Before I get too caught up in congratulating myself for my literary egalitarianism, I should face the lingering shortcoming in my literary lovemaking. I still noticed the mistakes in punctuation and grammar in my students’ work, but I told myself that I loved the work despite these mistakes. I still noticed the less flagrant but still stinging (to me) punctuational problems that the only moderately conscientious copyeditors at Black Mask magazine or Gold Medal Books allowed to slip through into the published work of pulp favorites like Charles Williams (Big City Girl Charles Williams, not All Hallows’ Eve Charles Williams), Bonnie Golightly, Charles Willeford, and Gil Brewer. I noticed these mistakes, but in my arrogance, I saw fit to ignore them. I loved the works despite their flaws. I maintained my place atop a self-constructed mountain as the arbiter of comma correctness.
Over the years, I became aware in an intellectual sort of way of the pomposity of my perspective. My gut-punch comma awakening did not come, however, until my recent discovery of the writing of Basil Heatter.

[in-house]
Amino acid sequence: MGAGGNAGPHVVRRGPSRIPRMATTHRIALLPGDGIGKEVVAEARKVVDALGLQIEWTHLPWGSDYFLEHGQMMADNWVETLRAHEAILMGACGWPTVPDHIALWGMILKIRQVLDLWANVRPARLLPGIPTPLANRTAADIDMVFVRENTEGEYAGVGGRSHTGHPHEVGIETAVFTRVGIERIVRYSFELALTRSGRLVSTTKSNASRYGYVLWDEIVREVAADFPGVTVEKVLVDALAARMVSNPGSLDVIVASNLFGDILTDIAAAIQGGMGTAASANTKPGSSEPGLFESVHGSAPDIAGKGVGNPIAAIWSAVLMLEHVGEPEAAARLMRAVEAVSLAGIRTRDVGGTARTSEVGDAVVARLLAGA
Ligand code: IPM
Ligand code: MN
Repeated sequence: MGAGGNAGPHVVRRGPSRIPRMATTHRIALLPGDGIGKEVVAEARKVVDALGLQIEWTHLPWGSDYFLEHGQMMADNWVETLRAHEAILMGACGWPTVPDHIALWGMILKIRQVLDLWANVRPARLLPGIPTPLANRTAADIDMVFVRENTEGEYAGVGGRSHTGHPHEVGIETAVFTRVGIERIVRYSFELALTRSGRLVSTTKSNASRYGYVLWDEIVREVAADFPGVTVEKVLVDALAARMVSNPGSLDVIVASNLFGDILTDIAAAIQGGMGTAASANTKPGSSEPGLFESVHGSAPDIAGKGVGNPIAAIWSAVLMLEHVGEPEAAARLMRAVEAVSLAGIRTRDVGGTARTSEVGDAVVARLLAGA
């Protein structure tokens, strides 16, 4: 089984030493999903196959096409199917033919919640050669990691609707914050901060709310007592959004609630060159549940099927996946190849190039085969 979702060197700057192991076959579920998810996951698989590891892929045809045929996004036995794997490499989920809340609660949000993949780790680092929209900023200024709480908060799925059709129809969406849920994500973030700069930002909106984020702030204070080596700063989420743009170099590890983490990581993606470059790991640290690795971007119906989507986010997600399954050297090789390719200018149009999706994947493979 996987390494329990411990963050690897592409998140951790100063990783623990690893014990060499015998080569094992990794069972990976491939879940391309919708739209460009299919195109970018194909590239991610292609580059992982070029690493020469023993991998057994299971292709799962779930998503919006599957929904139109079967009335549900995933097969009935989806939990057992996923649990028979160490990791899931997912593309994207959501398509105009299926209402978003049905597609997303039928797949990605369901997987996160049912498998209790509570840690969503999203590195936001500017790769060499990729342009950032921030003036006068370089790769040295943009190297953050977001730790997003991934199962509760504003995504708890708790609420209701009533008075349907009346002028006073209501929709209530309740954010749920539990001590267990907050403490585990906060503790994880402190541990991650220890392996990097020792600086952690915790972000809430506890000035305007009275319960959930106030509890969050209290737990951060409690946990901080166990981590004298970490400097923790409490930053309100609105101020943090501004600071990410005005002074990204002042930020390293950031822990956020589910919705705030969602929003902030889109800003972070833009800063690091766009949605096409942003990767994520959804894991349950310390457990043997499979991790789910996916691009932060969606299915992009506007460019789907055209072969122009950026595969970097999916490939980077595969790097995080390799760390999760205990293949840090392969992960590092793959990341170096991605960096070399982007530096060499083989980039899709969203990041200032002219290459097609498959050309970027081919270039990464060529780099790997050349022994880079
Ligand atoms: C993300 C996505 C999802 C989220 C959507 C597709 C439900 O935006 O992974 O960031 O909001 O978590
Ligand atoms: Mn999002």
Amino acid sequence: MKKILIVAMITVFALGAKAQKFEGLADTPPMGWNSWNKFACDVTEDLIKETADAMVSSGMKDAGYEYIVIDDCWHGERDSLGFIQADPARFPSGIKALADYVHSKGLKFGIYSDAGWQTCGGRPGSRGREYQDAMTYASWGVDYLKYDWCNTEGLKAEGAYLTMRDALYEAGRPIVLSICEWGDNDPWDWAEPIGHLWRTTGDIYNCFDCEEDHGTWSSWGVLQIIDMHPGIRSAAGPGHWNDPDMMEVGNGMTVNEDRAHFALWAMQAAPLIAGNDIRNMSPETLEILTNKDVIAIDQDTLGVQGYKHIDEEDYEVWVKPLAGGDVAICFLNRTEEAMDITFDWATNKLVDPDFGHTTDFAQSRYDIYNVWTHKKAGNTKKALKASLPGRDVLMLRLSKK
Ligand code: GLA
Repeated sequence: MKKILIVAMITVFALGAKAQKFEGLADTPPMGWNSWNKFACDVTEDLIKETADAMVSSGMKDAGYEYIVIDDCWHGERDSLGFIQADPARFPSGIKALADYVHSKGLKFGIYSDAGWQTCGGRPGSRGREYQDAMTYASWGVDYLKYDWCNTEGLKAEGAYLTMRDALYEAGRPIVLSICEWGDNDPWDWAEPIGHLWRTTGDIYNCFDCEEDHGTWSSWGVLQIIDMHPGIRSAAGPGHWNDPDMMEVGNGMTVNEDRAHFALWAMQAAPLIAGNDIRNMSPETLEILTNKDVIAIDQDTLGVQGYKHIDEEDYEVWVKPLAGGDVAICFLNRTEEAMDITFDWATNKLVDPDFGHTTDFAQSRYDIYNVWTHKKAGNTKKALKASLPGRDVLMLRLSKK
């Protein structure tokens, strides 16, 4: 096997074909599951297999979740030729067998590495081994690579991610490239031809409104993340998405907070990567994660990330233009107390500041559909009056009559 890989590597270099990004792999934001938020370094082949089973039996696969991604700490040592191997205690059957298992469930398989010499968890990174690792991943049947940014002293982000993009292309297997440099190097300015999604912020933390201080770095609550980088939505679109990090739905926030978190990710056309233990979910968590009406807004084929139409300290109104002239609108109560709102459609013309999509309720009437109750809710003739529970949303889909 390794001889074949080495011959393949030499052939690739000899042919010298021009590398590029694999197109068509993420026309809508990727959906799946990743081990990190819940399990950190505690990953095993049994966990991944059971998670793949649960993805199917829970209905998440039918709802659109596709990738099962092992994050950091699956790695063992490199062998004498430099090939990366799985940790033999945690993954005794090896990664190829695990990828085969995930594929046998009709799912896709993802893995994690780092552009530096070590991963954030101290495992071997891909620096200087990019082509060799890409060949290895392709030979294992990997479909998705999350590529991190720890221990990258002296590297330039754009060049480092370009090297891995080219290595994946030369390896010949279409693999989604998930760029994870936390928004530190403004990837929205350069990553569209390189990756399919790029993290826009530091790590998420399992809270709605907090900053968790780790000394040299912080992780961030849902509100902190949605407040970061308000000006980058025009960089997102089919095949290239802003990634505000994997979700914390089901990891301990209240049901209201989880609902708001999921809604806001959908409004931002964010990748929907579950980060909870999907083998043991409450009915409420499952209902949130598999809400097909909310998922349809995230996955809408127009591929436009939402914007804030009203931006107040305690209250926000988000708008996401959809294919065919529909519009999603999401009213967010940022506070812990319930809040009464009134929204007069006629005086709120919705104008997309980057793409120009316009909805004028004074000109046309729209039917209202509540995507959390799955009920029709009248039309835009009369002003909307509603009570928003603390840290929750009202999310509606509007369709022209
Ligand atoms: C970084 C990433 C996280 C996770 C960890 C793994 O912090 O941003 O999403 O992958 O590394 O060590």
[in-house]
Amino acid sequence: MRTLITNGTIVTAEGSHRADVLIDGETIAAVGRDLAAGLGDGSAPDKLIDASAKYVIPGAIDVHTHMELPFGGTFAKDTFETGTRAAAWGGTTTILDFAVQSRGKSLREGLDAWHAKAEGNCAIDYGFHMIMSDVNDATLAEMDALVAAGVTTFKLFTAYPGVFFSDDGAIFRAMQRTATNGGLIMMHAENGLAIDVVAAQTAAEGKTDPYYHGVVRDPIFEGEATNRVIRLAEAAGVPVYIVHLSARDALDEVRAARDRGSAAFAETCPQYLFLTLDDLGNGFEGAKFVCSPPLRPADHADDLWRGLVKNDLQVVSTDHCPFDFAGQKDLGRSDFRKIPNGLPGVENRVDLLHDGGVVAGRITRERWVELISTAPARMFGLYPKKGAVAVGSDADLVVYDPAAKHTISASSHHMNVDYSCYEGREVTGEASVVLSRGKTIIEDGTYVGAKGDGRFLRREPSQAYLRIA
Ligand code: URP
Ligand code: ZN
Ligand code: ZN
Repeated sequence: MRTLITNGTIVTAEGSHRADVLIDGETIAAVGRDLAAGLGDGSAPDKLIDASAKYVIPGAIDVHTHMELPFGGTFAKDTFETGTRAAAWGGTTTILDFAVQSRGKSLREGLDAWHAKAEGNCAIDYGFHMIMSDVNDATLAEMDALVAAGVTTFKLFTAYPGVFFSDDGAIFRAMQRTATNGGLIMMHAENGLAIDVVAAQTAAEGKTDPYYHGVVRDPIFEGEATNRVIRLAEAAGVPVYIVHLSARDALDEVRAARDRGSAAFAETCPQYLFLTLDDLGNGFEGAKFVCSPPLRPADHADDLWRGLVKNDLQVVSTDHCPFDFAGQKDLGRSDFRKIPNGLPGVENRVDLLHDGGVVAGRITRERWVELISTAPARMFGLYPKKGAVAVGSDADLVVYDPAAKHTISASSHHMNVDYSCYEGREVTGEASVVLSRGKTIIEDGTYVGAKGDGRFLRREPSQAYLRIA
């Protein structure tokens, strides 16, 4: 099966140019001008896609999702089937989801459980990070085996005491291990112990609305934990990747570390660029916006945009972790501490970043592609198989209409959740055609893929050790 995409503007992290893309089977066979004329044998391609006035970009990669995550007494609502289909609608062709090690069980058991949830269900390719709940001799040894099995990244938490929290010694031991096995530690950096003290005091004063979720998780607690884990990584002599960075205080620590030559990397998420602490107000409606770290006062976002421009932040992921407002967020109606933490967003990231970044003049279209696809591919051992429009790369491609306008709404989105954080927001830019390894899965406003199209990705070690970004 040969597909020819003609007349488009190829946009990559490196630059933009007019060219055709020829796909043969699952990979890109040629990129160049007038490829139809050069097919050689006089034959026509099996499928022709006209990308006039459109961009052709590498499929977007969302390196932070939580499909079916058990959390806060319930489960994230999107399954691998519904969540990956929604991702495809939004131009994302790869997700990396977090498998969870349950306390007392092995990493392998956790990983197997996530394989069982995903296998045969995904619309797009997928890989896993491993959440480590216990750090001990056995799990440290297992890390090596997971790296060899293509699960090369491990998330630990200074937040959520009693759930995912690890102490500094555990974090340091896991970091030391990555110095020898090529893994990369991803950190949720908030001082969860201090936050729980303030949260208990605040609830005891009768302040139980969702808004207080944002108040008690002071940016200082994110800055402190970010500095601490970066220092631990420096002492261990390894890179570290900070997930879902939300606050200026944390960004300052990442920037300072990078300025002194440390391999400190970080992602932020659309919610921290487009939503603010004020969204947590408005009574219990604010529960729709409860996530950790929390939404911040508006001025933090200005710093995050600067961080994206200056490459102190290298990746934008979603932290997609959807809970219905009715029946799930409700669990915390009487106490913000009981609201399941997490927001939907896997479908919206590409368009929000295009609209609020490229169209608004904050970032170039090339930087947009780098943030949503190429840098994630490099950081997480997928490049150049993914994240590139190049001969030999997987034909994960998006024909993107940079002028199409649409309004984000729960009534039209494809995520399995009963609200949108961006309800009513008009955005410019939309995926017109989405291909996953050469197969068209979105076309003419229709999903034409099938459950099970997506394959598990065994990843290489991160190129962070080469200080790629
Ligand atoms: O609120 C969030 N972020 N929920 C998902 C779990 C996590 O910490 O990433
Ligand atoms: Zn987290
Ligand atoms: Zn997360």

As best I can piece together, the Wikipedia-page-less Heatter was born in 1918 on Long Island, New York, left the United States at age 16 for some travel in Europe, and returned to become first an advertising copywriter and then, during World War II, a patrol torpedo boat pilot. He later resumed copywriting and also was a news commentator for Mutual Broadcasting. By the 1970s, Heatter lived on a boat off of Key West, Florida, doing some racing and chartering. He died in 2009.
Heatter’s written output is rather difficult to track down, but it appears to comprise close to 20 paperback original novels of crime, adventure, and the sea; a couple of nonfiction books; and something on the order of 60 appearances in pulp magazines.